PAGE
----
Wednesday, July 8, 2009

I Call 'em Like I See 'em

While other sites and blogs, rightfully so, are involved with the stir that the Rebel INS has created with his House Nigga (Joe Budden diss), something else caught my attention today. Duck Down crew mates and unheralded hip hop mainstays, Buckshot and KRS-ONE released their video for Robot off of their impending September 13th collaborative release, Survival Skills. The Havoc produced single is being promoted as the official D.O.A. track, even the closing segments of its official video directed by Todd Angkasuwan alludes to the duo’s adamant declaration which is also obviously channeled through their lyrics. While some might see this as an unjustified jab at HOV, I tend to disagree. Let’s call a spade a spade; the discerning facts are out there. For years I have argued with people, that for better or worse, Jay-Z is one of the major reasons why this thing of ours is in dire straits, especially in NYC. Why? I will save that discussion for another date, but power or influence rather, and responsibility plays a part. Despite his own barrage of quotables, for eons Jay-Z has jacked lyrics from those before him, and often justified his actions by suggesting he’s paying homage, as Nas so eloquently put it, how much of biggies rhymes gonna come out ya fat lips? For the record fam, you are not biggin up ya brotha, who over the years you have unwarrantably claimed to surpass, First Biggie’s ya man then you got the nerve to say that you are better than Big. On the other hand, Nas owes much of his revamped career to Jay-Z for reigniting his fire if you will, Nastradamus anybody!? Surprisingly (said with sarcasm), Robot (released six weeks prior to Jigga’s D.O.A. track), is not the first time Jay-Z has released material that parallels the works of the Teacha. Before Jay’s Blueprint, Boogie Down Productions had Ghetto Music- The Blueprint of Hip-Hop, a sentiment echoed by whom else but Nas on Ether, when KRS already made an album called Blueprint. While you yougins were busy ballooning Jay-Z’s exploits on Brooklyn High, and adoring his concluding line Manhattan keeps on makin' it, Brooklyn keep on takin’ it, you probably failed to recognize that those very words were uttered by KRS-ONE on BDP’s classic, The Bridge Is Over. Now this is just one of the many examples where Jay-Z has used others words as if they were his; just type Jay-Z writer/biter in Google to see for yourself. The irony is that it was initially reported that The Blueprint 3 would in fact contain tracks of the auto-tune variety; I guess B let it be known that she would be the only one doing the singing in their relationship.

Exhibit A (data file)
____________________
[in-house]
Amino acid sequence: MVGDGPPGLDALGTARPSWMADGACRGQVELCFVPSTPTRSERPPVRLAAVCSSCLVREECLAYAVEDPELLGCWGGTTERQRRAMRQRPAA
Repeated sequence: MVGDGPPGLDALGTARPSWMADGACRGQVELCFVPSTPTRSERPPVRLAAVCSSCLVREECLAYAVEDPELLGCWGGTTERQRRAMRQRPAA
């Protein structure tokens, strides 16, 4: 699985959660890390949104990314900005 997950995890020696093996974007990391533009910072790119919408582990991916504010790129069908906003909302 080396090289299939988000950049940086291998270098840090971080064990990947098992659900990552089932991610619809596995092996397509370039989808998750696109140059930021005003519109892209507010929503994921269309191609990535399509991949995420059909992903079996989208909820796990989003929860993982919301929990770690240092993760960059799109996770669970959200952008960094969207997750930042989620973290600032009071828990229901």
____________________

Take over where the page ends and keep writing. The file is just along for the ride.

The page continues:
No comments: